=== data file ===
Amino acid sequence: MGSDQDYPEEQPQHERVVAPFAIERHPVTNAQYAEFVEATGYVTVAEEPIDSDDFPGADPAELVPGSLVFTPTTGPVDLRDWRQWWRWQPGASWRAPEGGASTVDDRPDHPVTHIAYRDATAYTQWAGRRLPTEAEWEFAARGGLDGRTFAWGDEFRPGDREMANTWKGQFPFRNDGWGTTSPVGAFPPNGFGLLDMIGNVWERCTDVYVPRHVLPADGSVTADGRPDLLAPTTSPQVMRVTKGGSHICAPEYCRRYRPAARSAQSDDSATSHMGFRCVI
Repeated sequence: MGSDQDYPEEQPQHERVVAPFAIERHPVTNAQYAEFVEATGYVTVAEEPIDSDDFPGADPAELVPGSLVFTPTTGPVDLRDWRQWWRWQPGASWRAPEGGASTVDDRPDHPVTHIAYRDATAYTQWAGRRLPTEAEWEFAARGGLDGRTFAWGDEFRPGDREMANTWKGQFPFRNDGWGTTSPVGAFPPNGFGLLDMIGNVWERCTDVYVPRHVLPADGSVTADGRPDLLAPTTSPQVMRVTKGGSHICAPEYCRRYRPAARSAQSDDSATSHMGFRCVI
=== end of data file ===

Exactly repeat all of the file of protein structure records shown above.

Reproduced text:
Amino acid sequence: MGSDQDYPEEQPQHERVVAPFAIERHPVTNAQYAEFVEATGYVTVAEEPIDSDDFPGADPAELVPGSLVFTPTTGPVDLRDWRQWWRWQPGASWRAPEGGASTVDDRPDHPVTHIAYRDATAYTQWAGRRLPTEAEWEFAARGGLDGRTFAWGDEFRPGDREMANTWKGQFPFRNDGWGTTSPVGAFPPNGFGLLDMIGNVWERCTDVYVPRHVLPADGSVTADGRPDLLAPTTSPQVMRVTKGGSHICAPEYCRRYRPAARSAQSDDSATSHMGFRCVI
Repeated sequence: MGSDQDYPEEQPQHERVVAPFAIERHPVTNAQYAEFVEATGYVTVAEEPIDSDDFPGADPAELVPGSLVFTPTTGPVDLRDWRQWWRWQPGASWRAPEGGASTVDDRPDHPVTHIAYRDATAYTQWAGRRLPTEAEWEFAARGGLDGRTFAWGDEFRPGDREMANTWKGQFPFRNDGWGTTSPVGAFPPNGFGLLDMIGNVWERCTDVYVPRHVLPADGSVTADGRPDLLAPTTSPQVMRVTKGGSHICAPEYCRRYRPAARSAQSDDSATSHMGFRCVI